A controlled study looking at 813 people who used aluminum-containing antiperspirant versus 793 who did not over a five -year period found that there was no difference in breast cancer occurrence between the groups (Journal of the National Cancer Institute). If these studies demonstrate anything, it’s that more scientific research needs to be done to understand whether there is a link and what effects there might be.
But cancer isn’t the only concern for aluminum deodorant users. Aluminum has been found in the breast fluids of women with cystic breast disease (Journal of Applied Toxicology). Though the condition is benign, it could cause cysts in the breasts and is irreversible.
What makes natural deodorants different?
Naturally Fresh uses potassium or ammonium alum in their deodorant’s mineral salt crystal. Though these are related to aluminum, they contain significantly less, which is why many experts feel they’re safer in regards to aluminum. These minerals have been claimed by companies claim that bacteria cannot survive when these are used — but there are few studies to back these claims (Clinical and Aesthetic Dermatology). In a test on distilled water and bacteria, potassium alum was found to limit the growth of organisms and formation of colonies (The Indian Journal of Medical Research).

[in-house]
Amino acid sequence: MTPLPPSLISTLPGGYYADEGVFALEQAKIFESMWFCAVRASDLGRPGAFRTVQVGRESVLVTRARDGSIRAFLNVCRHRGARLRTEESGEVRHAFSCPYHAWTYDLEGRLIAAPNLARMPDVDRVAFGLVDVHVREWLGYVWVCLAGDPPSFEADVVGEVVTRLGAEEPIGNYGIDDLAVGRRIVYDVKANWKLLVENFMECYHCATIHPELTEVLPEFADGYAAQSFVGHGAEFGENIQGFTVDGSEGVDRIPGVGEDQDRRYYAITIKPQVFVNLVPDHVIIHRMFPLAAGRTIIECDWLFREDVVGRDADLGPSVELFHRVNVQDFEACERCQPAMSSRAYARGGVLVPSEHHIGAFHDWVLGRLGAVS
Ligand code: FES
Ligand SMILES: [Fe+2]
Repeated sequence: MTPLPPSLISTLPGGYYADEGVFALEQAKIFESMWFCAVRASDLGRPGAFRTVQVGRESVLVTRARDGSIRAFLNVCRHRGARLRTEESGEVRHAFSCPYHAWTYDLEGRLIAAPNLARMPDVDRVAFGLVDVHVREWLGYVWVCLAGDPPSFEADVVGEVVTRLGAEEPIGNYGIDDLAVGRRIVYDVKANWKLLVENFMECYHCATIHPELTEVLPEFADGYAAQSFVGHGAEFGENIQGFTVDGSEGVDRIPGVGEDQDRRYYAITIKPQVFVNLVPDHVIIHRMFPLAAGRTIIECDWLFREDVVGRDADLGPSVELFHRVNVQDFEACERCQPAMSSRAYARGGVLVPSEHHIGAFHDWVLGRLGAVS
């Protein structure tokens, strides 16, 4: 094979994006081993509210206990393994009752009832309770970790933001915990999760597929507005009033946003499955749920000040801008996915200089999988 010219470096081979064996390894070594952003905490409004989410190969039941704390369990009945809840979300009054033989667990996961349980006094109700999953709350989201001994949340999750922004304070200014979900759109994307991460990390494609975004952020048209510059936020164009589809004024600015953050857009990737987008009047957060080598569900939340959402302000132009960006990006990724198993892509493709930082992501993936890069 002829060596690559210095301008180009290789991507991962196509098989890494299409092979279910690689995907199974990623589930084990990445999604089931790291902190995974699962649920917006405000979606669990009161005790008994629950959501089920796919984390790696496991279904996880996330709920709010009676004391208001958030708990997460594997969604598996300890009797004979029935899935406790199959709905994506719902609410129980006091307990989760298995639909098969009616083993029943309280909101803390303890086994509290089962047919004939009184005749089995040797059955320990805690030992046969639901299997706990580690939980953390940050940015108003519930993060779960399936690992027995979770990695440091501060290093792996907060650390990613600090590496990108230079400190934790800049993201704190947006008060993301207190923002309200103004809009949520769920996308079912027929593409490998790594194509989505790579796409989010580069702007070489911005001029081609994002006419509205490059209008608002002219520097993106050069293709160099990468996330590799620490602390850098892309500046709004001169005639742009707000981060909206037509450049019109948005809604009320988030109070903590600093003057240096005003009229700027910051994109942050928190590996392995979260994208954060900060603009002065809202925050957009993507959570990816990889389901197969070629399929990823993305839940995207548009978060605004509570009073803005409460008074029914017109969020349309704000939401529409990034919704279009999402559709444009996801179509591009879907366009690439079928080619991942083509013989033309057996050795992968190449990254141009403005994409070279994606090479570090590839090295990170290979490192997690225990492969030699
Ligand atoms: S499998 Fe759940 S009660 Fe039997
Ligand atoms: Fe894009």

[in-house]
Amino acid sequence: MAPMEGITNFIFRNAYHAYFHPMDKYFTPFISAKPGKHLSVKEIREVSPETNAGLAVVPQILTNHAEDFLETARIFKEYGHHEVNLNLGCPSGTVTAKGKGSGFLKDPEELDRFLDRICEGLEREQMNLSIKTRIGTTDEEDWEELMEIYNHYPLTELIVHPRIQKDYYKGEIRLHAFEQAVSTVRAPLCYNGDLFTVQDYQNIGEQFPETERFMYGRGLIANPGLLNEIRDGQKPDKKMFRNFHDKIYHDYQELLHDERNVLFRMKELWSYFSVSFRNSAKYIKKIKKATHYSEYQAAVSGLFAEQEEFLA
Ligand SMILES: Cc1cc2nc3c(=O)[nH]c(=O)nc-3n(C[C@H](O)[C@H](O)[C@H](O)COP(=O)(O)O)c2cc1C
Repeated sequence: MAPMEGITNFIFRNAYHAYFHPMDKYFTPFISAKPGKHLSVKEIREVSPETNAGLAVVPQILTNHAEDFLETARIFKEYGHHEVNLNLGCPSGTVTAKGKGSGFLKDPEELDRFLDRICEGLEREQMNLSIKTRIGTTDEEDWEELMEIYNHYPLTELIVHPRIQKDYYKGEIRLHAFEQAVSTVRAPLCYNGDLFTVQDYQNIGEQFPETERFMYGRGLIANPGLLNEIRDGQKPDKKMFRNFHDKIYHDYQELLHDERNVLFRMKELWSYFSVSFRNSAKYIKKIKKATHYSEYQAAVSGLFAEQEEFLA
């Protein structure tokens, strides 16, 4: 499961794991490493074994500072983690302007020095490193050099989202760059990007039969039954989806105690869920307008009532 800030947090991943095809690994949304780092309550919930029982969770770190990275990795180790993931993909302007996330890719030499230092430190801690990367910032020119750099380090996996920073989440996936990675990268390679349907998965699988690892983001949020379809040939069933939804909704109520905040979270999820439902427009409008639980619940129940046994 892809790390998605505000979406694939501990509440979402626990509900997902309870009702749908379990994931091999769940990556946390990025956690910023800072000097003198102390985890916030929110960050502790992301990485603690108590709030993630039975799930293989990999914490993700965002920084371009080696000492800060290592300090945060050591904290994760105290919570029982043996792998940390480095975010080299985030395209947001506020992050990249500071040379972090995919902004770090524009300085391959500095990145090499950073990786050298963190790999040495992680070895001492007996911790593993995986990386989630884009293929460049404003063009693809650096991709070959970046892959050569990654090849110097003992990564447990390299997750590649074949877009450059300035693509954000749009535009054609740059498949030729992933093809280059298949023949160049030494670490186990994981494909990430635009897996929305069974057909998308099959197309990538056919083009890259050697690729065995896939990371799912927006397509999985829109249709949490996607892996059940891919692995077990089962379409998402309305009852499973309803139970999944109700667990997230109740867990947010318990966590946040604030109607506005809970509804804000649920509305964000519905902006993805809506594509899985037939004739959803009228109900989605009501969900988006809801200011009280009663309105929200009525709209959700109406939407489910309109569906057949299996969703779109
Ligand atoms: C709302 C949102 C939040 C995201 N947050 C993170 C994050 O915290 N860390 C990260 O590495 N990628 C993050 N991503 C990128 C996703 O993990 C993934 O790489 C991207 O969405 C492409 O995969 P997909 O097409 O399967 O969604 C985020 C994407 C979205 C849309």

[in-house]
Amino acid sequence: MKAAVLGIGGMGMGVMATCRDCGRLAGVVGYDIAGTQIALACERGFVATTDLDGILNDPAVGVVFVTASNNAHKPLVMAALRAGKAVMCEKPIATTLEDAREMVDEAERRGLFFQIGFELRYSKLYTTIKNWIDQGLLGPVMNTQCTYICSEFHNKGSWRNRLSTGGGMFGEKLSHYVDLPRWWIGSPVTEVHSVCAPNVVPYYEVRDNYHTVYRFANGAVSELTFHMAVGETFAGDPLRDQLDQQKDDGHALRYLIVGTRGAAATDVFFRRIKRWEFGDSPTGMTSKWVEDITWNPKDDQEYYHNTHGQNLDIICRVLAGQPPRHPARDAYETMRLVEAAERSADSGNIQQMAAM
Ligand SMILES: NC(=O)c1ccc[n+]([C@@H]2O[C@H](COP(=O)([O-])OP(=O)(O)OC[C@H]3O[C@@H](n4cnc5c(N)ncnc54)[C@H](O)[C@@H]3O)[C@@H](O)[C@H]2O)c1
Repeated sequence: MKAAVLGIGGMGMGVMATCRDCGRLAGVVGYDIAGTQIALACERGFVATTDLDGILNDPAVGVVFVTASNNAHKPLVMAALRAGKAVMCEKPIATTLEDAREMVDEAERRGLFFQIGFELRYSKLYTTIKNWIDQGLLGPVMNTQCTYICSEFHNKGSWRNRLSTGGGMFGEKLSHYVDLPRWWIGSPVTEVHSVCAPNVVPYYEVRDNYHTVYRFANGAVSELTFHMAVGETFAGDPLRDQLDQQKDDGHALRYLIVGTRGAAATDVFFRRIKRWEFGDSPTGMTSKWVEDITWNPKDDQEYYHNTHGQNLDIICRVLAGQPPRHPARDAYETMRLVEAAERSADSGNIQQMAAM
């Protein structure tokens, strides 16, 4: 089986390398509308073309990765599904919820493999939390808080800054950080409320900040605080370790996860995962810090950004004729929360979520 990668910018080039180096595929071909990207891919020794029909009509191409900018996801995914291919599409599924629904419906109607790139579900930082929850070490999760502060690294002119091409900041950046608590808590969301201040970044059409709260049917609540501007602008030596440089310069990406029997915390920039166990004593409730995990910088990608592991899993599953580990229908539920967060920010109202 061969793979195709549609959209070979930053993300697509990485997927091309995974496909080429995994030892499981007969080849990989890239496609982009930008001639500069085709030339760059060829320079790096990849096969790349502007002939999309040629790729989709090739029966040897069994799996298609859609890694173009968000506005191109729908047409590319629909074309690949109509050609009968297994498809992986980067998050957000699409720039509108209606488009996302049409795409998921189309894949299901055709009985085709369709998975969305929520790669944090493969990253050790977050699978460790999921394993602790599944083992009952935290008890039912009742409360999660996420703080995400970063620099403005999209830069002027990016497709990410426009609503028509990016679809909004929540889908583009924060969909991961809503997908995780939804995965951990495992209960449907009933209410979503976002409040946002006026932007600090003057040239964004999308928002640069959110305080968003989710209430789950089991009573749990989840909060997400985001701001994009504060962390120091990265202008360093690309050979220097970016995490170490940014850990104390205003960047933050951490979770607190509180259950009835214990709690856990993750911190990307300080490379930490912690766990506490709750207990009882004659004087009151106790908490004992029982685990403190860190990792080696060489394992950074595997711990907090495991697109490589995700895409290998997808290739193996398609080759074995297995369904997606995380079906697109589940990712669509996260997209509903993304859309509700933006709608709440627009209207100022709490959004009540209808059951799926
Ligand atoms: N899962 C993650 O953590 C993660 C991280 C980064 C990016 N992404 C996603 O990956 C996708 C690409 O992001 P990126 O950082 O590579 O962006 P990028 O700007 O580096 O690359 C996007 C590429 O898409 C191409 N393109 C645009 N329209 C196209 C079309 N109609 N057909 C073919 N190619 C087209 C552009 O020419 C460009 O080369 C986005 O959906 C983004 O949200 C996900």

Alum can still cause irritation though. Some users have reported dermatitis upon usage (Cutis). While this study only encompasses two patients, there’s plenty of anecdotal evidence online to show that some people may experience a skin reaction. If this happens, discontinue use.
Personal Use and Opinion
I used two kinds of deodorants, the Naturally Fresh Deodorant Crystal Roll-On and the Naturally Fresh Deodorant Crystal Clear Twist-Up Stick with aloe vera. Both products were pretty easy to apply, though I prefer the roll-on because there’s no need to wet the crystal. Both of the products I tried were unscented — Naturally Fresh does make scented products — and they really didn’t smell like much at all. And I was pleasantly surprised to see that I didn’t have to do any crafty gymnastics to put my clothes on — the natural deodorant doesn’t leave marks on clothing.